Eel Ground First Nation
|Eel Ground Band|
|• Chief||George Harold Ginnish|
|• Council||Joseph Ward
Roger Joseph Augustine
Emerson Joseph Francis
Joseph Kenneth Larry
Gail Larry Hanifan
Kris Francis McKay
|• MP||Tilly O'Neill-Gordon (C)|
|• Provincial Representatives||Rick Brewer (L)
John W. Foran (L)
|• Total||28.23 km2 (10.90 sq mi)|
|Lowest elevation||0 m (0 ft)|
|Time zone||Atlantic (AST) (UTC-4)|
|• Summer (DST)||ADT (UTC-3)|
|Postal code span:|
The Eel Ground Band or Eel Ground First Nation is a Mi'kmaq First Nation band government of 977 people located on the Miramichi River in northern New Brunswick, Canada. The community comprises three reserves (Eel Ground #2, Big Hole Tract # 8 (south half), and Renous #12).
Eel Ground principally occupies lands adjoining the City of Miramichi, New Brunswick, and members of the two communities have no doubt interacted from the time of earliest European settlement. About 1648, Nicolas Denys, Sieur de Fronsac, established a fort and trading post nearby, "on the North side of the Miramichi, at the forks of the river". His son, Richard Denys, was placed in charge of the fort and trading post. In 1688 Richard describes the establishment as including about a dozen French and more than 500 Indians.
No doubt the First Nation population had long preceded Denys' "establishment", and present-day inhabitants of Eel Ground would largely be descended from Richard Denys' immediate neighbours. For the Mi'kmaq, the nearby junction of the Northwest and Main Southwest branches of the Miramichi River had long served as a natural meeting point.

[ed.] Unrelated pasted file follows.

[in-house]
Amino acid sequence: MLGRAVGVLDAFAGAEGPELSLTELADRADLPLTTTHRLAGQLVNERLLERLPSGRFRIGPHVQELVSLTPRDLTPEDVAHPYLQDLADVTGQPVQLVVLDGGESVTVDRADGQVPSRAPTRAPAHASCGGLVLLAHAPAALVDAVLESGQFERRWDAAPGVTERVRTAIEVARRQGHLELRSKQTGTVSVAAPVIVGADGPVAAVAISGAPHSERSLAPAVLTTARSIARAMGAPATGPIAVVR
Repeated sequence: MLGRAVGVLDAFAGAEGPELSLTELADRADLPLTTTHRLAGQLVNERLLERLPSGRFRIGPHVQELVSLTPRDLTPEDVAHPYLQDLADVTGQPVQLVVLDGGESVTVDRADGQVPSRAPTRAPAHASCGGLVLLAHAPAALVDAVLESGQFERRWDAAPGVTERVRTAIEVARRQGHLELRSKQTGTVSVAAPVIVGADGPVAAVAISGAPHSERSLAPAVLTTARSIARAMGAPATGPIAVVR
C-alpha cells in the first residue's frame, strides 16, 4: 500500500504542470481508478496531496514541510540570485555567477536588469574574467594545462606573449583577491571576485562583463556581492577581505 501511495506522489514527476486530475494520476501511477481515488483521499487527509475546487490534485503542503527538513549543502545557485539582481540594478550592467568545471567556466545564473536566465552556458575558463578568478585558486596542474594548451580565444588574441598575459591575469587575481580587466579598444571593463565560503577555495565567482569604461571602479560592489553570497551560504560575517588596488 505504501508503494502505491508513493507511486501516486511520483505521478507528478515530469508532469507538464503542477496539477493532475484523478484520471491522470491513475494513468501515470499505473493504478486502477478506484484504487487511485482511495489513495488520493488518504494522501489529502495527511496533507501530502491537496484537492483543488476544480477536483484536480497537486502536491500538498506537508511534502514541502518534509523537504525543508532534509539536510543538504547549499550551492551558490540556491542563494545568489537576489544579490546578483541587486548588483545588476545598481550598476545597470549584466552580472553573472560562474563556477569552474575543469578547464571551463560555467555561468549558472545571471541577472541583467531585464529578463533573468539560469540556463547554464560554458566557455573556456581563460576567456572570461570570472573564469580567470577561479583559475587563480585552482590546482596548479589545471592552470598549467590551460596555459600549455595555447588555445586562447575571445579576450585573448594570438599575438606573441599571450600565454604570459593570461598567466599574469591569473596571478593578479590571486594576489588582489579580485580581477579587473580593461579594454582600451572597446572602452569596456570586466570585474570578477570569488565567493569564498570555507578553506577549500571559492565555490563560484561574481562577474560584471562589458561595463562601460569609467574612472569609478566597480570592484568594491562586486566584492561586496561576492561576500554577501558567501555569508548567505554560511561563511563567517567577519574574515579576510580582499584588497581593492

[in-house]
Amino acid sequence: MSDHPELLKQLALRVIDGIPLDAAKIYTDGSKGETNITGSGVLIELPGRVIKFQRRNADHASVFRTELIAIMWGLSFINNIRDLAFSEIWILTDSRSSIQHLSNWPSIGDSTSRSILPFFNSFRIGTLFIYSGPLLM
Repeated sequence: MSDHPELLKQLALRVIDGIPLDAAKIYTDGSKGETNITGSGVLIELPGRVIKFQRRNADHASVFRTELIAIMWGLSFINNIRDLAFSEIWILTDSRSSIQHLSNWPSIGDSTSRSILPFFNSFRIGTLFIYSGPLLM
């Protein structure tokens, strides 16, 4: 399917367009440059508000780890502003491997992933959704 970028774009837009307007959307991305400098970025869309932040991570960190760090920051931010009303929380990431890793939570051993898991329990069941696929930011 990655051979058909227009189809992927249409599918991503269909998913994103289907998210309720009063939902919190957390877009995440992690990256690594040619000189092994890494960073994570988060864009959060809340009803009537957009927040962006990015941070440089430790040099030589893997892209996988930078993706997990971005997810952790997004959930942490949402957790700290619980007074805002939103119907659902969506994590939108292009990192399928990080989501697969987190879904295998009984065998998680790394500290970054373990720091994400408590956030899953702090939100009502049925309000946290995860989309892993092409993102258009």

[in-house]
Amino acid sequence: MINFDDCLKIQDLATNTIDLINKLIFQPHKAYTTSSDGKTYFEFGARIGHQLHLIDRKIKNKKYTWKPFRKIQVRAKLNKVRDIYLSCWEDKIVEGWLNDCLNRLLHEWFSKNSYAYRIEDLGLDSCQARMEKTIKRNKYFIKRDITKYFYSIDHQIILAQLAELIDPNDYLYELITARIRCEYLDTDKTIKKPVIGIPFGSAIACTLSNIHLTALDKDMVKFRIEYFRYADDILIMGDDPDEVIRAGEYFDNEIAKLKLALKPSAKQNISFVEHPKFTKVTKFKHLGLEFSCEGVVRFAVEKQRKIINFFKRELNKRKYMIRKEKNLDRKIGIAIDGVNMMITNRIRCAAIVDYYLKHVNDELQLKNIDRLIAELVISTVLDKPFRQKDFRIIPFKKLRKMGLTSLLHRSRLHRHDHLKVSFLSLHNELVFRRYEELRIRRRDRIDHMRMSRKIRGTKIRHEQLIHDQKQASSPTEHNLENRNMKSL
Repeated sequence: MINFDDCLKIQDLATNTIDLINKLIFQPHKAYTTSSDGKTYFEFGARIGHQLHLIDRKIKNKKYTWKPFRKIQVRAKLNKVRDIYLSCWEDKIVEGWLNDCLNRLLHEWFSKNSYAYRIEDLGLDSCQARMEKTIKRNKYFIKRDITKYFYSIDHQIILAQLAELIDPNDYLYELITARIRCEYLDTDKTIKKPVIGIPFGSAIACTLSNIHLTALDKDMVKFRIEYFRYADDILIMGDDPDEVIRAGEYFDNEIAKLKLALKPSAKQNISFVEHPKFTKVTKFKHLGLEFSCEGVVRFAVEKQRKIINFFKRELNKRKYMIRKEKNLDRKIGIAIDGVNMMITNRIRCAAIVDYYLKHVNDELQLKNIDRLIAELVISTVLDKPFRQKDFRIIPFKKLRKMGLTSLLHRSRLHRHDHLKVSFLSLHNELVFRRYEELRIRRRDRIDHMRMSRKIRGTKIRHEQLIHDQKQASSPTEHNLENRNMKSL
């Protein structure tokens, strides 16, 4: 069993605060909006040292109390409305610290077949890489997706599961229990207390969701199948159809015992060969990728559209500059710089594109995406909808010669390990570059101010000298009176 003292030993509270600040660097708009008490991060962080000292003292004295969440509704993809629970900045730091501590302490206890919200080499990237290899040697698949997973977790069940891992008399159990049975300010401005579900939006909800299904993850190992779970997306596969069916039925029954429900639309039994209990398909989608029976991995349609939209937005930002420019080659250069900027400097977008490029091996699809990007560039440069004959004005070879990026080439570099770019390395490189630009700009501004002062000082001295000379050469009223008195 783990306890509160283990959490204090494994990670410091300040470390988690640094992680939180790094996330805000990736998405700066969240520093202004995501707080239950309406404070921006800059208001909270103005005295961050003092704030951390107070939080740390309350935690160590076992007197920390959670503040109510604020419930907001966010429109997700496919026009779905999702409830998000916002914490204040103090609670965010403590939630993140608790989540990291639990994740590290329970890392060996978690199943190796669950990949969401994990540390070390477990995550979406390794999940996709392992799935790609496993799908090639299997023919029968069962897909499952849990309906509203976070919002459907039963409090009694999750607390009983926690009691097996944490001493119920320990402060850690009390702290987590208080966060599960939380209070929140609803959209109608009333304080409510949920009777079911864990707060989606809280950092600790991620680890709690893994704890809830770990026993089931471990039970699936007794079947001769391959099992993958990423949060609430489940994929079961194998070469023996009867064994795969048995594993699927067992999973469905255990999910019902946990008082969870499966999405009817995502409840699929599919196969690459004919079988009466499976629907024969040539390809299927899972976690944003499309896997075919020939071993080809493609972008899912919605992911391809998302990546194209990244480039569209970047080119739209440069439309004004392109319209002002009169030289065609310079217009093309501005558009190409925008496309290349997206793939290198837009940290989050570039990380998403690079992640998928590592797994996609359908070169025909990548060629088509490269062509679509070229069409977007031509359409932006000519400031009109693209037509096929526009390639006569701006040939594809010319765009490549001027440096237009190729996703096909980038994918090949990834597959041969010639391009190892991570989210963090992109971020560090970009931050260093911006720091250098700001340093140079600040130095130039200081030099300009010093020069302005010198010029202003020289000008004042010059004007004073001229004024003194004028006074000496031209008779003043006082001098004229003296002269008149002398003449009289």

- , Indian and Northern Affairs, retrieved August 30, 2012.
- http://eelgroundschool.ca/leaders/ourcomm.html Eel Ground First Nation
- English, E.J. (2002) Nelson and its Neighbours: 300 years on the Miramichi, 2nd Ed., Earl J. English, Miramichi
- Davidson, W.H. (1947) An account of the life of William Davidson, otherwise John Godsman, of Banffshire and Aberdeenshire in Scotland and Miramichi in British North America. Publ. New Brunswick Museum, Historical Studies No. 6.
- Davidson, W.H. (1966) William Davidson 1740–1790. North Shore Leader, Newcastle
- Beaubear's Island National Historic Site http://www.breadnmolasses.com/2004/atlanticarts/id73.html
|This First Nations-related article is a stub. You can help Wikipedia by expanding it.|
|This New Brunswick location article is a stub. You can help Wikipedia by expanding it.|